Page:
Article 129 Burglary
Burglary is an offense that threatens the security of tangible possessions
in the dwelling and poses the risk of bodily harm to the inhabitants of
the dwelling. Any person subject to the UCMJ, who breaks into and enters
the dwelling of another in the nighttime with the intention to commit
an offense under Articles 118 through to Article 128 (except Article 123a),
is guilty of burglary and faces action as imposed by his/her court-martial.
The person is guilty whether or not the intent is carried out.
Elements of Article 129
The following elements govern Article 129:
- The accused broke into and entered the victim's dwelling house unlawfully
- The accused broke into and entered the dwelling during the nighttime
- The accused intended to commit an offense punishable under Article 118
through 128 (expect Article 123a), by breaking in and entering the victim's dwelling
Unlawfully means the breaking in and entering were done without any proper authority,
or the permission of any person authorized and consent to such acts.
Dwelling house refers to the residence or structure where people live. It includes a cluster
of buildings used as residence, a farmyard or outbuildings within the
Nighttime refers to the period of darkness between sunset and sunrise when inadequate
daylight makes it difficult to see a person clearly
Establishing burglary: The offense of burglary can be established only if the person has entered
into the dwelling house. Inserting any body part or a tool/device into
the home is sufficient.
Proof of intention: It is not necessary to prove that the accused attempted the offense or
actually committed the offense. But it must be proved beyond a reasonable
doubt that the accused intended every element of the offense at the time
of breaking and entering. The elements of the intended offense(s) will
be examined to decide the verdict. For instance, the judge will examine
intent to kill if the intended offense was
The structure as a residence: The structure must be a residence at the time of the breaking and entering.
It not necessary to prove the presence of a person in the structure at
the time of burglary.
Actual and Constructive Breaking
The breaking can be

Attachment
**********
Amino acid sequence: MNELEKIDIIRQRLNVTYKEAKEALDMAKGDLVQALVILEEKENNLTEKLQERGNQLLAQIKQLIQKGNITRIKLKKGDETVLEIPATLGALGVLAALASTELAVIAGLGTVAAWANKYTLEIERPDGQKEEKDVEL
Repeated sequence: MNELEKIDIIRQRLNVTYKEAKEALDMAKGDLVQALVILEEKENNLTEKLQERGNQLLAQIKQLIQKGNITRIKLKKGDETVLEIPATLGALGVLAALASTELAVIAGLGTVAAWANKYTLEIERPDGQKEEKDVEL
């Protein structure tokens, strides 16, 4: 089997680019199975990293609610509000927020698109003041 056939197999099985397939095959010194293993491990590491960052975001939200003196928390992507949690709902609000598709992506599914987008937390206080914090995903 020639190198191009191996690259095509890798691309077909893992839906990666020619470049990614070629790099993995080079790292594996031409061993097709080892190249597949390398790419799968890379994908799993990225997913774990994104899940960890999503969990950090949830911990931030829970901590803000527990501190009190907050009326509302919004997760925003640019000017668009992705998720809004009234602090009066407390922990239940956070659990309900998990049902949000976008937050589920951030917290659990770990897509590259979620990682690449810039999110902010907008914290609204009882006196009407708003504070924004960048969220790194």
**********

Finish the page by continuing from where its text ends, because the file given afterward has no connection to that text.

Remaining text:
constructive. The following acts constitute actual breaking
- If the person removes any barrier disallowing entry into the home, it constitutes
'breaking'. Opening a partially-open window or door wider, opening
a closed window/door, or cutting the window glass or its netting to gain
entry into the home constitutes sufficient breaking.
- If the person has broken the home's inner door even though he/she has
gained entry into the house without actually breaking in or is lawfully
within the house but not authorized to enter the room in question. However,
in this case, burglary is said to be committed only if the person enters
into the particular room with the requisite intent.
The person is not said to have broken in if he/she has entered the home
through an open door or window.
Constructive breaking constitutes the following means of unlawfully gaining
entry into the home:
- Using trickery such as hiding inside a box
- By posing as someone he/she is not, such as impersonating a telephone inspector
or a utility worker
- Frightening occupants of the house through threats of violence
- By colluding with an ally who is the home's occupant
- Coming down the chimney
Lesser Included Offenses
The lesser included offenses under Article 129 are Article 80 Attempts,
Article 130 Housebreaking and Article 134 Unlawful Entry
A person found guilty under Article 129 is subject to the following punitive action:
- Dishonorable Discharge
- Total forfeiture of pay and allowances
- Ten years confinement
- Demotion to the lowest enlisted rank E-1